You’ll see examples of more of Mary’s residencies by visiting the residency page of her website: www.maryhamilton.info?Programs/residencies.htm.
Here are a few examples of past residency projects:
Kindergarten and Early Literacy
A 10-day project with preschoolers or kindergartners which includes:
1. Telling them folktales to develop listening and imagination skills.
2. Leading them in informal reenactments of the folktale.
3. Soliciting and writing down tales dictated by individual students.
4. Student informal dramatizations of the student-authored tales to use listening skills and, most importantly, to help establish for students the connection between the stories they dictate, the “marks” written on the paper, and the actions of the actors on the “stage.” This project uses storytelling for literacy development – a very appropriate preschool activity.
Telling to Write & Using Peer to Peer Artistic Response Process
Ten-day projects with fourth and sixth graders that involve using telling to develop and revise personal narratives (fourth) and memoirs (sixth).
1. Informal oral storytelling is used to develop the students’ stories.
2. Rough drafts are written in my absence.
3. Through modeling and artist-led practice, students learn how to effectively respond and question one another about “the work” to help classmates discover what really mattered to the writer - the heart of their story - and identify ways to improve it.
4. In small groups, students use the modeled artistic response process (which includes oral discussions, supportive artistic critique and documentation of the critique sessions) to provide peer critiques of each other’s written drafts to arrive at possible revisions for writers’ rough drafts.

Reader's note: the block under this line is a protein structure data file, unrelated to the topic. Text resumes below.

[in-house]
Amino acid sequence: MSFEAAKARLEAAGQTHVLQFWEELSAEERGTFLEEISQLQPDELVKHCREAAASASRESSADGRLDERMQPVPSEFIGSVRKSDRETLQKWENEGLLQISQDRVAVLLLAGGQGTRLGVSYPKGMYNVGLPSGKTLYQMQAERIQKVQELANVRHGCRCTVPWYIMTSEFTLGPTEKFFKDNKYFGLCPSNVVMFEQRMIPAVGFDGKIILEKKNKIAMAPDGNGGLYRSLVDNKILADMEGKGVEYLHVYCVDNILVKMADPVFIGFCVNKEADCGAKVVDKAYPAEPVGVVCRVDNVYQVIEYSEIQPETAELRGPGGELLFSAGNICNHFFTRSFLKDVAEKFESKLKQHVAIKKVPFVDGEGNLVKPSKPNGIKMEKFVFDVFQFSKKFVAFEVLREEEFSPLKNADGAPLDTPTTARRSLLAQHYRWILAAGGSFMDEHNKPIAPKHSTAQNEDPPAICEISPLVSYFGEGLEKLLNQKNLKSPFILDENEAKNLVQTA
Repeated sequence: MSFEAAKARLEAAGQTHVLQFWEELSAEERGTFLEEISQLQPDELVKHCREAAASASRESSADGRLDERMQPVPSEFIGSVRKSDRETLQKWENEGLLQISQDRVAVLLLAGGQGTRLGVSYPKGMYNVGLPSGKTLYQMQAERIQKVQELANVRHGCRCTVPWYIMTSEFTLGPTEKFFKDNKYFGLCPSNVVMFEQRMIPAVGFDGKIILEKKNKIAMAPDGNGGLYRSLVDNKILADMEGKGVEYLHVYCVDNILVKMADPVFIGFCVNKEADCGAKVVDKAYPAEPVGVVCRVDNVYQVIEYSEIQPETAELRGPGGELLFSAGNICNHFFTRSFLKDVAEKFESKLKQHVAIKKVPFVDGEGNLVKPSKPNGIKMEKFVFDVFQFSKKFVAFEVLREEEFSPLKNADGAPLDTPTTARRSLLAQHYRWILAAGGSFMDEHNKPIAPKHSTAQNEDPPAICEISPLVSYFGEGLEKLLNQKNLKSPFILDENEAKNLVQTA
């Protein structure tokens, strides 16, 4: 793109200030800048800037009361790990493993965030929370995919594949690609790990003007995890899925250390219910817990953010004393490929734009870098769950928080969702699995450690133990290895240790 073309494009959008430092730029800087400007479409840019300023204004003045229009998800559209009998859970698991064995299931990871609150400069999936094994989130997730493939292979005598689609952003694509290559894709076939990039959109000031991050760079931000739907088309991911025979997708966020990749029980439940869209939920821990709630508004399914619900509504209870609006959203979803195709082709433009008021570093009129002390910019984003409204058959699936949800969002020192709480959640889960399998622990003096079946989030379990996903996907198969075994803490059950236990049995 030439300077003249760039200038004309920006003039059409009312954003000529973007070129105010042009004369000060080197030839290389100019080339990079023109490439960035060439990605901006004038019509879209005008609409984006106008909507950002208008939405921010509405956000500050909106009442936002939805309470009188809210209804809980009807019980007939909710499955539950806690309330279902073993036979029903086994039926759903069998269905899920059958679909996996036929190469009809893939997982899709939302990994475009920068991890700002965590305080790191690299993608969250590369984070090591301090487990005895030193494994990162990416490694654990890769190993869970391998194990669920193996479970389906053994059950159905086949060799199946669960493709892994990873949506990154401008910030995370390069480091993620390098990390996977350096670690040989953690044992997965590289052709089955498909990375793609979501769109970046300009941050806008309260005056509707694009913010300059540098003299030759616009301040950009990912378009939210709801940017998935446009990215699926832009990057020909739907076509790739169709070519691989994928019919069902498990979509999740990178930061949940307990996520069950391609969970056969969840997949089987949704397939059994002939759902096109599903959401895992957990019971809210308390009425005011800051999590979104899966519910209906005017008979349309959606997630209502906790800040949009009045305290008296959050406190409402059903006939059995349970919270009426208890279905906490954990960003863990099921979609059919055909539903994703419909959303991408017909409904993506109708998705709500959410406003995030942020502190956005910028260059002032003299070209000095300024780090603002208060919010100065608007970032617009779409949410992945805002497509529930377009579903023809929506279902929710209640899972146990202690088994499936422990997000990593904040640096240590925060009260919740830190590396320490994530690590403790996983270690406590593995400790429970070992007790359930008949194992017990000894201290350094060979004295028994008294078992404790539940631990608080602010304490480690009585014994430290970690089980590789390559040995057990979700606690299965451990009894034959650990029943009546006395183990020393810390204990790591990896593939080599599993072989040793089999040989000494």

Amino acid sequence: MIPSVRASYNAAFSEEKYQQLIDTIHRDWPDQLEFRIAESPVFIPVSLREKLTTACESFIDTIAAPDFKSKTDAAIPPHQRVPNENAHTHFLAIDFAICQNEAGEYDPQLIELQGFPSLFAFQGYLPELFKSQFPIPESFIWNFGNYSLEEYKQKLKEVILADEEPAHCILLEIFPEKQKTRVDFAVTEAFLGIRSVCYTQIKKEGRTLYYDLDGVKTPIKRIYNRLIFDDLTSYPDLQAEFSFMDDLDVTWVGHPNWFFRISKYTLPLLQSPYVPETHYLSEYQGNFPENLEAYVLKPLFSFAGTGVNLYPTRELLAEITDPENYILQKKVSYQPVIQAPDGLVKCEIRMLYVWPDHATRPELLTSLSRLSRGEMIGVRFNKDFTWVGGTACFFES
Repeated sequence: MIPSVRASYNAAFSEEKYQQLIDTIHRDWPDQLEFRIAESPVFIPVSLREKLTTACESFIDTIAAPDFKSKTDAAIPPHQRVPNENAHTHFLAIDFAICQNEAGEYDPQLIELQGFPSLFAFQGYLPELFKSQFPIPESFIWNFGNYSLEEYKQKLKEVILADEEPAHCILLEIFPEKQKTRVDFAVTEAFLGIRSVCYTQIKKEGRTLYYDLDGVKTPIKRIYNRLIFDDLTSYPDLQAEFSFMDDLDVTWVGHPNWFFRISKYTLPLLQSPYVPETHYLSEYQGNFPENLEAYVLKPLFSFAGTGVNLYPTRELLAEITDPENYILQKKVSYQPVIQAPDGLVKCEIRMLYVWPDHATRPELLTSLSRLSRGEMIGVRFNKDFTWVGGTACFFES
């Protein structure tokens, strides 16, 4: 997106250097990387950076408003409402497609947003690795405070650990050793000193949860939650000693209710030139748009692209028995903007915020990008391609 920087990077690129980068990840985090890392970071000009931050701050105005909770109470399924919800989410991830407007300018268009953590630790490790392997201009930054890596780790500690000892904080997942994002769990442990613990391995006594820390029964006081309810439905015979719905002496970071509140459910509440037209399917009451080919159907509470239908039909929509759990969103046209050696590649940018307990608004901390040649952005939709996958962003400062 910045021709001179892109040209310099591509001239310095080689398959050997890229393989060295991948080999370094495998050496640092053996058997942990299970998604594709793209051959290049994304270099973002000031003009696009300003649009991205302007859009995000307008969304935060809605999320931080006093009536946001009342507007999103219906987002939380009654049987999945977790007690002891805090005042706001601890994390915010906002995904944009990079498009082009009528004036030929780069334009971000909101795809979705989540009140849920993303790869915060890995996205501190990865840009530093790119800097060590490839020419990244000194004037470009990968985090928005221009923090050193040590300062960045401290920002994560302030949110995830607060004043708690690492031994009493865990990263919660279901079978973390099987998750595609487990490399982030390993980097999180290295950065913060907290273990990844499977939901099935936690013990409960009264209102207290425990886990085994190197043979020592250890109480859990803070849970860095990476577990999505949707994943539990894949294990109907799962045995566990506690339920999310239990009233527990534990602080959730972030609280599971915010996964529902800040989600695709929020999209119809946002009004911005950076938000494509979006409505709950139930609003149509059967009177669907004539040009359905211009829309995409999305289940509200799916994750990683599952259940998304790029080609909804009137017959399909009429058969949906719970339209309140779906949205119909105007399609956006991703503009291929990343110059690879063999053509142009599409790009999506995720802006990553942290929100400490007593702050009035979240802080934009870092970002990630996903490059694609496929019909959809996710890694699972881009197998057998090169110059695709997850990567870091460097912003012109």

Variations of this project for younger grades have incorporated informal story mapping, lots of “storytalk,” and have culminated in dictated or written rough drafts. These projects involve integrating the art of storytelling as an ongoing partner in the writing process.
Retelling Folktales - Multiple five-, ten-, and twenty-day projects with many age levels focusing on student retelling of folktales
Depending upon the length of the project and the goals of the teachers, my involvement varies from in-depth exploration of a single story over multiple meetings with a class (each student could certainly retell it after!) to projects in which each student in the class learns a different story to tell. Teacher involvement in my absence must be high to accomplish this goal. Steps include story selection, story learning without memorizing the words, and story presentation along with modeling of effective story coaching so students and teacher can help one another when I am gone. These projects involve students in an in-depth exploration and practice of the art of storytelling.